are filling with festivities and family gatherings. The radio stations are playing the holiday classics 24/7. It is time to celebrate life and love!
As we celebrate this holiday season, we must remember that not everyone is as fortunate as we are. The holidays can be tremendous, or tremendously hard. Some people may not have shelter or food; some can’t find work. Others may be grieving the
loss of a loved one.
We began a tradition in my family: together we donate to a charity organization that provides water, education, food, medicine and more to those in need world-over. This is our little way to celebrate with eyes wide open. As you enjoy your family, consider how you can make a difference. You might just change someone’s life.
~ Golden Horizons Office Team
Holiday Open House!
Mr. W's Newsletter Inspiration
I will honor Christmas in my heart and try to keep it all year long.”
~ Charlies Dickens ~
reveal what people really think of him and how they will rejoice at his death. He wakes a changed man, generous, compassionate, caring for the plight of others. We know this classic as Charles Dickens’ A Christmas Carol. It has been adapted countless times for stage and screen, and the message rings true today, 175 years since it’s first publication, as it did then. The holidays are a time to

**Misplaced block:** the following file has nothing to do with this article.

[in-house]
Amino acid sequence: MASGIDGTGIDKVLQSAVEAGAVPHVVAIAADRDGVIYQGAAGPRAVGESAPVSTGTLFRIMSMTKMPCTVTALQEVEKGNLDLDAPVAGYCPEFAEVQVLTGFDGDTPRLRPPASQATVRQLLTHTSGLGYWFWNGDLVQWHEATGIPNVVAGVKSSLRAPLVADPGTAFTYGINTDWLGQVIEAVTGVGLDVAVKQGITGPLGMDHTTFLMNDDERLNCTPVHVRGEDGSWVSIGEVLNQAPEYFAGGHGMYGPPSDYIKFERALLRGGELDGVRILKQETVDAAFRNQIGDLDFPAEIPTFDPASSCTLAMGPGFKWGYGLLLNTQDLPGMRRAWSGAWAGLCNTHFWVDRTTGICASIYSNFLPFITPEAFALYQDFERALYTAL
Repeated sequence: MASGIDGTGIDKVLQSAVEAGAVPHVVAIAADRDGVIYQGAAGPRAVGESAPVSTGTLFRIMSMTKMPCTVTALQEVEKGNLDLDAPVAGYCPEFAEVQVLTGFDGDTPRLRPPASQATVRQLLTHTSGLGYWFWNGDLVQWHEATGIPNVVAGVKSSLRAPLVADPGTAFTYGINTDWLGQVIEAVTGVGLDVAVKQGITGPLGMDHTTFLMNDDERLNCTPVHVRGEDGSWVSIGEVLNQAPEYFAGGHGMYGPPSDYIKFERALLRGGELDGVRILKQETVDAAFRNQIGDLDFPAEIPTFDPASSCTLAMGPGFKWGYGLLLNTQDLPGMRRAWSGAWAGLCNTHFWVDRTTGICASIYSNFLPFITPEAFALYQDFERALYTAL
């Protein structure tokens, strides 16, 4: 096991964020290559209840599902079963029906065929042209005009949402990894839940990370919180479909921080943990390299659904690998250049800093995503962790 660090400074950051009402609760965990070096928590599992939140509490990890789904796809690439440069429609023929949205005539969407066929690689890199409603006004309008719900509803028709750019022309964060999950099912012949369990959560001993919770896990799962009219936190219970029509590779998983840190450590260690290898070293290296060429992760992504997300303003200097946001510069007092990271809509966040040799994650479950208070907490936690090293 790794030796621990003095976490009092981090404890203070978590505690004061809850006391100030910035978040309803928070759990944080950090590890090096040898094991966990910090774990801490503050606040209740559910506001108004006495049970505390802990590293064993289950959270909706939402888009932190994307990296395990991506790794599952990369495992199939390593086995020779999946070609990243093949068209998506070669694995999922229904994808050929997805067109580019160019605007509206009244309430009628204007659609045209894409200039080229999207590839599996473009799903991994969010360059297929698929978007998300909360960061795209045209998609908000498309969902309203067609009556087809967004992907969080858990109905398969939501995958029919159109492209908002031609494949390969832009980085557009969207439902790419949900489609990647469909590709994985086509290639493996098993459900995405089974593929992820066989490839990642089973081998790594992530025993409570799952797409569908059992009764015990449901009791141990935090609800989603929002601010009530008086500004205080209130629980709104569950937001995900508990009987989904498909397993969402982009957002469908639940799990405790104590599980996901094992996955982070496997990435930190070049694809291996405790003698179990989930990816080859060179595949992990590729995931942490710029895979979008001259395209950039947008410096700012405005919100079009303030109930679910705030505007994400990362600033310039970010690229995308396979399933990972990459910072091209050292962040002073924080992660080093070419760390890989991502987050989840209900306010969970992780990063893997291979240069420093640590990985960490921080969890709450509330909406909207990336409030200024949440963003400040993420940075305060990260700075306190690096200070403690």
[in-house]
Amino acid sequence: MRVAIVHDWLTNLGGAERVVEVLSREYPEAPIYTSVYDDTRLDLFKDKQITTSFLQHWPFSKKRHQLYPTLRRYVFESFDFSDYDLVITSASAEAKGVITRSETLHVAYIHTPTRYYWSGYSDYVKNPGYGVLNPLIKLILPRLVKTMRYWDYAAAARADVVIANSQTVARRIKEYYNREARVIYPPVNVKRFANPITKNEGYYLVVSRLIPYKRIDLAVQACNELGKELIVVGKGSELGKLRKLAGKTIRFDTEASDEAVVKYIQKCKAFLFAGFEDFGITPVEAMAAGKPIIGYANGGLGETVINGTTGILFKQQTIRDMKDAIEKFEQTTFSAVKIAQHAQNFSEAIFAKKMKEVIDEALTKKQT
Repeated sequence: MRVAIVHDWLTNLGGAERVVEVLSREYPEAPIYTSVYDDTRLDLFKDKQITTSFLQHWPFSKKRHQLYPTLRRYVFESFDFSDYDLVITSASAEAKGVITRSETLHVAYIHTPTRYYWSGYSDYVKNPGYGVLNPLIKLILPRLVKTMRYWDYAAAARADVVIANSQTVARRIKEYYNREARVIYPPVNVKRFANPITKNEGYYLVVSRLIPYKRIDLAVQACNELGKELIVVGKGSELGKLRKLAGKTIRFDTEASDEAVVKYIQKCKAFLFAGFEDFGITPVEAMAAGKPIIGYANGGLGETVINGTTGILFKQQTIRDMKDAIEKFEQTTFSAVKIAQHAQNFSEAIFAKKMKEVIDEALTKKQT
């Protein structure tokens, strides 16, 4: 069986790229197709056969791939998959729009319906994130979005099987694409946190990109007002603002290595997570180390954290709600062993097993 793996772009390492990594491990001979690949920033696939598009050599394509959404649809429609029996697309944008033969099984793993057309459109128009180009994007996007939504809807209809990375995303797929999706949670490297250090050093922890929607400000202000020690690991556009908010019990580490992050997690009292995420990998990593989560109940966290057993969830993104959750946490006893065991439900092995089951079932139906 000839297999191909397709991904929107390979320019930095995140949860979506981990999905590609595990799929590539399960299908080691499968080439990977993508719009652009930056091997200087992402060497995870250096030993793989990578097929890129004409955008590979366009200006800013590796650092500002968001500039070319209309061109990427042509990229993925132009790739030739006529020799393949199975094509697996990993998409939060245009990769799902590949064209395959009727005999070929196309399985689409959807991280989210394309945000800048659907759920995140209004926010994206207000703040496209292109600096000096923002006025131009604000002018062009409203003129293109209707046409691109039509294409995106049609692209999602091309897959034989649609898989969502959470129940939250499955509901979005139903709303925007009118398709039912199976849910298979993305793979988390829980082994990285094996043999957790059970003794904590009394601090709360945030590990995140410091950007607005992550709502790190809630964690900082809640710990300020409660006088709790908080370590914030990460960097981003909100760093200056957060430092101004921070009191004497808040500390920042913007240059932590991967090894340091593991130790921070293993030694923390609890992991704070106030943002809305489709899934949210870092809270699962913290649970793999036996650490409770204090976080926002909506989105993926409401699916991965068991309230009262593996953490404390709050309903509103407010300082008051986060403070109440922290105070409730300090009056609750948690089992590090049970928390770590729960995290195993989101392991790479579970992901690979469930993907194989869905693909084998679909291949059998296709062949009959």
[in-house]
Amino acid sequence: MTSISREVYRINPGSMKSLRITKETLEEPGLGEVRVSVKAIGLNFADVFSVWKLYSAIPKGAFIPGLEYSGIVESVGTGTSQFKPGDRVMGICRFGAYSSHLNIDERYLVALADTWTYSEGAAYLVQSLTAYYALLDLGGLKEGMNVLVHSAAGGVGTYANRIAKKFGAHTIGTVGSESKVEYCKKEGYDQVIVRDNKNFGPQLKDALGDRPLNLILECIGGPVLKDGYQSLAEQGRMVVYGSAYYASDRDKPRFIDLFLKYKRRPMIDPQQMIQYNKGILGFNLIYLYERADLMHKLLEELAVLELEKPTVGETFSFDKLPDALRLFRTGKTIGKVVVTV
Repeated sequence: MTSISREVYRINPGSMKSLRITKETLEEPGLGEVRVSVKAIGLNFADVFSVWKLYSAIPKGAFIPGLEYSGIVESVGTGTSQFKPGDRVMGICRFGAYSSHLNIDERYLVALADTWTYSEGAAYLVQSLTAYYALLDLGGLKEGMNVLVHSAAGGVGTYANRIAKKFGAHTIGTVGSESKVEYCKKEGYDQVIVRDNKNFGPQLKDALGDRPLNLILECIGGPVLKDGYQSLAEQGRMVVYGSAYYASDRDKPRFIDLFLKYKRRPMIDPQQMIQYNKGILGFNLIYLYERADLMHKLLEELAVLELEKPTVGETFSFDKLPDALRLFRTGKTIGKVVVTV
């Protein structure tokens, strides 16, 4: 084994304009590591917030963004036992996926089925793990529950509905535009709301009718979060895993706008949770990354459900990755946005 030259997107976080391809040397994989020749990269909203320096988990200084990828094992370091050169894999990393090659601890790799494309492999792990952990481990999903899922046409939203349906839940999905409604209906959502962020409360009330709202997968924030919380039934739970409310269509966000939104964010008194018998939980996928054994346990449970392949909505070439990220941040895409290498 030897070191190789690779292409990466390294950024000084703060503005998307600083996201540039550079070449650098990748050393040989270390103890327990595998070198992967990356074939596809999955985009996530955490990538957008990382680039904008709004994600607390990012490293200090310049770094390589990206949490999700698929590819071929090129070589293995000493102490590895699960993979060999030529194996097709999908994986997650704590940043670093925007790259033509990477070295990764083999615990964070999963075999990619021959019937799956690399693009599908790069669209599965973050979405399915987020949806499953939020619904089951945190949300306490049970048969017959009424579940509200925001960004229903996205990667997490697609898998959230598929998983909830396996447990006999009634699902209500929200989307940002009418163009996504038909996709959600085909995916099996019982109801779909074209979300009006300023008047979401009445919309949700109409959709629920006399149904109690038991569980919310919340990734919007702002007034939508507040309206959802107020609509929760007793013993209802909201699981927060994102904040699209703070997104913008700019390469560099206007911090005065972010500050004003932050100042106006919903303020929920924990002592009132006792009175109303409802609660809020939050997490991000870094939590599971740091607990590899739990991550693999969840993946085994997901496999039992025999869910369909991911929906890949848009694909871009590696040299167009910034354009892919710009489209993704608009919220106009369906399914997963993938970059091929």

celebrate, and they are a time to remember and give to those in need. Timeless lessons indeed.
Caregiver of the Month
Worker's Compensation Trust Announcement
Scrub! Scrub! Scrub!
From Agitation to Aleviation
becomes how to celebrate the holidays while minimizing agitation, and how to deal if it occurs. Here are some tips.
a) Adjust expectations. The stage of Alzheimer’s or dementia that a person has will determine largely how they participate in holidays. Traditions might have to be adjusted. If they are prone to agitation at a certain time of day ie. evening, perhaps open presents or have a gathering earlier in the day.
b) Set the tone, get their attention and state your message clearly, listen. The holidays are happy and festive. Speak calmly and pleasantly with the person. Get their attention by reducing distractions like turning off the radio or TV, closing blinds etc. Address them by name, identify yourself and your relation to them. Communicate clearly using simple words and sentences. Get on their level and maintain eye contact. Use nonverbal cues; a calm, reassuring vocal tone; and gentle touch to help convey your message. Ask simple questions, keeping answers often to yes or no.
c) Keep a familiar environment. Gentle holiday music, reduced distractions. Maintain as much of a familiar routine as possible. Keep family pictures and other keepsakes where they can see them. Reminisce with them. Ask questions about their lives that rely on long term memory. d) Be patient. If they get agitated, redirect and reassure them. When doing holiday activities, break them down into little steps. It’ll be easier to understand and they can participate more. If they get anxious or agitated, redirect to other subjects or activities ie. suggest going for a walk instead. Caring for someone with Alzheimer’s or dementia can be stressful. Take a deep breath. Be patient. You’ll do great and enjoy a lovely holiday. We will explore this topic more in coming blog posts. ~ Sources: www.nia.nih.gov, www.caregiver.org, www.alz.org